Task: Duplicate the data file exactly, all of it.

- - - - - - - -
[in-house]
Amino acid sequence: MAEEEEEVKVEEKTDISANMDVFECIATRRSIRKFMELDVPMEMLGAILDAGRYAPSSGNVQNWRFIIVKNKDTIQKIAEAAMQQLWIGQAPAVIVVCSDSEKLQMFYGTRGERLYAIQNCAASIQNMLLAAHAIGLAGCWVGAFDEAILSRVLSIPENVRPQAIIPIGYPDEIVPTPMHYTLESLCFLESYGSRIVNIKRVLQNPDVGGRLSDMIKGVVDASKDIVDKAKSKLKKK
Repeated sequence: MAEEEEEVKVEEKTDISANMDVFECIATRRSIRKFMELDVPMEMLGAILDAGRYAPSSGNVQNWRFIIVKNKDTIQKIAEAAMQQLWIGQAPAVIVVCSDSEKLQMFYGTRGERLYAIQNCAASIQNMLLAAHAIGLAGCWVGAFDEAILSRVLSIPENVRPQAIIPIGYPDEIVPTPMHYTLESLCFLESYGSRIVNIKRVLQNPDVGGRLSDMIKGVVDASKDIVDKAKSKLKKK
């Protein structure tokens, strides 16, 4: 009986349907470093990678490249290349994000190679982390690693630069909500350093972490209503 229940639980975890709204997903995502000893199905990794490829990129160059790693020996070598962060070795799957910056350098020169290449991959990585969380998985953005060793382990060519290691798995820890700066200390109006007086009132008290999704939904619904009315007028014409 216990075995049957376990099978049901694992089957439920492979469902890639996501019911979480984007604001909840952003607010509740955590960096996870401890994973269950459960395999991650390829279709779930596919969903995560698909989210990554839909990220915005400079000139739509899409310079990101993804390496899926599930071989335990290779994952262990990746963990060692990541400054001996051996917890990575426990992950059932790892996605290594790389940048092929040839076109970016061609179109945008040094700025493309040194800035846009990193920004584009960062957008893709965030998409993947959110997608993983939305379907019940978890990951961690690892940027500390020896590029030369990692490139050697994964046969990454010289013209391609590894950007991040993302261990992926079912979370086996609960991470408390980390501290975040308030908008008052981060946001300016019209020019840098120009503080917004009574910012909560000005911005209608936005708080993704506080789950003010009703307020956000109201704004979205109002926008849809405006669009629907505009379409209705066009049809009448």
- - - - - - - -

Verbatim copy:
[in-house]
Amino acid sequence: MAEEEEEVKVEEKTDISANMDVFECIATRRSIRKFMELDVPMEMLGAILDAGRYAPSSGNVQNWRFIIVKNKDTIQKIAEAAMQQLWIGQAPAVIVVCSDSEKLQMFYGTRGERLYAIQNCAASIQNMLLAAHAIGLAGCWVGAFDEAILSRVLSIPENVRPQAIIPIGYPDEIVPTPMHYTLESLCFLESYGSRIVNIKRVLQNPDVGGRLSDMIKGVVDASKDIVDKAKSKLKKK
Repeated sequence: MAEEEEEVKVEEKTDISANMDVFECIATRRSIRKFMELDVPMEMLGAILDAGRYAPSSGNVQNWRFIIVKNKDTIQKIAEAAMQQLWIGQAPAVIVVCSDSEKLQMFYGTRGERLYAIQNCAASIQNMLLAAHAIGLAGCWVGAFDEAILSRVLSIPENVRPQAIIPIGYPDEIVPTPMHYTLESLCFLESYGSRIVNIKRVLQNPDVGGRLSDMIKGVVDASKDIVDKAKSKLKKK
């Protein structure tokens, strides 16, 4: 009986349907470093990678490249290349994000190679982390690693630069909500350093972490209503 229940639980975890709204997903995502000893199905990794490829990129160059790693020996070598962060070795799957910056350098020169290449991959990585969380998985953005060793382990060519290691798995820890700066200390109006007086009132008290999704939904619904009315007028014409 216990075995049957376990099978049901694992089957439920492979469902890639996501019911979480984007604001909840952003607010509740955590960096996870401890994973269950459960395999991650390829279709779930596919969903995560698909989210990554839909990220915005400079000139739509899409310079990101993804390496899926599930071989335990290779994952262990990746963990060692990541400054001996051996917890990575426990992950059932790892996605290594790389940048092929040839076109970016061609179109945008040094700025493309040194800035846009990193920004584009960062957008893709965030998409993947959110997608993983939305379907019940978890990951961690690892940027500390020896590029030369990692490139050697994964046969990454010289013209391609590894950007991040993302261990992926079912979370086996609960991470408390980390501290975040308030908008008052981060946001300016019209020019840098120009503080917004009574910012909560000005911005209608936005708080993704506080789950003010009703307020956000109201704004979205109002926008849809405006669009629907505009379409209705066009049809009448």